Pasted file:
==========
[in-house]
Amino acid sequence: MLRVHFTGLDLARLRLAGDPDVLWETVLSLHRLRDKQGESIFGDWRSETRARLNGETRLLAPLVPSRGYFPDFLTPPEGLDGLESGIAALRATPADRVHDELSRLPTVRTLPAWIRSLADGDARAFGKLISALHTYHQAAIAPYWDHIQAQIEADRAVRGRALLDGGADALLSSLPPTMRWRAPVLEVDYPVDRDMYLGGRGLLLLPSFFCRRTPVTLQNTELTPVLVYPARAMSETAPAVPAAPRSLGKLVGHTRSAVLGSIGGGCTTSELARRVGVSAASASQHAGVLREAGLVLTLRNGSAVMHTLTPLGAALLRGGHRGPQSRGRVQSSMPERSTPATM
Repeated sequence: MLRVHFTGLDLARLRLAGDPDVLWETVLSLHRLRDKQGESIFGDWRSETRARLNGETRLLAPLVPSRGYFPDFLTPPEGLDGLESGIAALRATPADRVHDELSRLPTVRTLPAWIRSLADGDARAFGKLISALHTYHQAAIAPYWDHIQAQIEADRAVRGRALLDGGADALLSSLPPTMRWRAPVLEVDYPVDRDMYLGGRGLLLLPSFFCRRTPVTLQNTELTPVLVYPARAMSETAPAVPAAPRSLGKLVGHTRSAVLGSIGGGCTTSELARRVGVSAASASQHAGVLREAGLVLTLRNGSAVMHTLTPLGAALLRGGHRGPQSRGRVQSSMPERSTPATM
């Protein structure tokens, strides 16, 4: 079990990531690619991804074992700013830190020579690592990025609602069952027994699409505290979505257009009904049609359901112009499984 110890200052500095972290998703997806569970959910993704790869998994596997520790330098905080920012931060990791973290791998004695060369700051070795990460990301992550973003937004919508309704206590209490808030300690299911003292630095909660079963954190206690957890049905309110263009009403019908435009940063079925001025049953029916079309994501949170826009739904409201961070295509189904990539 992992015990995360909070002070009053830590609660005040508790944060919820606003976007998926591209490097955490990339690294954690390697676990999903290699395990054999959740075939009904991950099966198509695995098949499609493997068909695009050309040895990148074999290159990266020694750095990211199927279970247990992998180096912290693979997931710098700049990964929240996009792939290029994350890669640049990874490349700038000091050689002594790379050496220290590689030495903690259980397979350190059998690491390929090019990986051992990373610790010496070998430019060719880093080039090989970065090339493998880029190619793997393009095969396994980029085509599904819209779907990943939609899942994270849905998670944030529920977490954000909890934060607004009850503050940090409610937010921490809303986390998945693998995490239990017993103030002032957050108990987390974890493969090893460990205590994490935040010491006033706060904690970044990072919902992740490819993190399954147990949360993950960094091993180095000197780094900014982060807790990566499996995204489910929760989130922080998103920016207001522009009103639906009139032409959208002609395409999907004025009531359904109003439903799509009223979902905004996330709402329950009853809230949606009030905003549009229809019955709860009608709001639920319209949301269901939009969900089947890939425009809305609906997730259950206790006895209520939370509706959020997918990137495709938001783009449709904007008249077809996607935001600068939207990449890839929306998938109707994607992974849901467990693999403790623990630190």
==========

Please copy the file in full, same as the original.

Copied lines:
[in-house]
Amino acid sequence: MLRVHFTGLDLARLRLAGDPDVLWETVLSLHRLRDKQGESIFGDWRSETRARLNGETRLLAPLVPSRGYFPDFLTPPEGLDGLESGIAALRATPADRVHDELSRLPTVRTLPAWIRSLADGDARAFGKLISALHTYHQAAIAPYWDHIQAQIEADRAVRGRALLDGGADALLSSLPPTMRWRAPVLEVDYPVDRDMYLGGRGLLLLPSFFCRRTPVTLQNTELTPVLVYPARAMSETAPAVPAAPRSLGKLVGHTRSAVLGSIGGGCTTSELARRVGVSAASASQHAGVLREAGLVLTLRNGSAVMHTLTPLGAALLRGGHRGPQSRGRVQSSMPERSTPATM
Repeated sequence: MLRVHFTGLDLARLRLAGDPDVLWETVLSLHRLRDKQGESIFGDWRSETRARLNGETRLLAPLVPSRGYFPDFLTPPEGLDGLESGIAALRATPADRVHDELSRLPTVRTLPAWIRSLADGDARAFGKLISALHTYHQAAIAPYWDHIQAQIEADRAVRGRALLDGGADALLSSLPPTMRWRAPVLEVDYPVDRDMYLGGRGLLLLPSFFCRRTPVTLQNTELTPVLVYPARAMSETAPAVPAAPRSLGKLVGHTRSAVLGSIGGGCTTSELARRVGVSAASASQHAGVLREAGLVLTLRNGSAVMHTLTPLGAALLRGGHRGPQSRGRVQSSMPERSTPATM
């Protein structure tokens, strides 16, 4: 079990990531690619991804074992700013830190020579690592990025609602069952027994699409505290979505257009009904049609359901112009499984 110890200052500095972290998703997806569970959910993704790869998994596997520790330098905080920012931060990791973290791998004695060369700051070795990460990301992550973003937004919508309704206590209490808030300690299911003292630095909660079963954190206690957890049905309110263009009403019908435009940063079925001025049953029916079309994501949170826009739904409201961070295509189904990539 992992015990995360909070002070009053830590609660005040508790944060919820606003976007998926591209490097955490990339690294954690390697676990999903290699395990054999959740075939009904991950099966198509695995098949499609493997068909695009050309040895990148074999290159990266020694750095990211199927279970247990992998180096912290693979997931710098700049990964929240996009792939290029994350890669640049990874490349700038000091050689002594790379050496220290590689030495903690259980397979350190059998690491390929090019990986051992990373610790010496070998430019060719880093080039090989970065090339493998880029190619793997393009095969396994980029085509599904819209779907990943939609899942994270849905998670944030529920977490954000909890934060607004009850503050940090409610937010921490809303986390998945693998995490239990017993103030002032957050108990987390974890493969090893460990205590994490935040010491006033706060904690970044990072919902992740490819993190399954147990949360993950960094091993180095000197780094900014982060807790990566499996995204489910929760989130922080998103920016207001522009009103639906009139032409959208002609395409999907004025009531359904109003439903799509009223979902905004996330709402329950009853809230949606009030905003549009229809019955709860009608709001639920319209949301269901939009969900089947890939425009809305609906997730259950206790006895209520939370509706959020997918990137495709938001783009449709904007008249077809996607935001600068939207990449890839929306998938109707994607992974849901467990693999403790623990630190």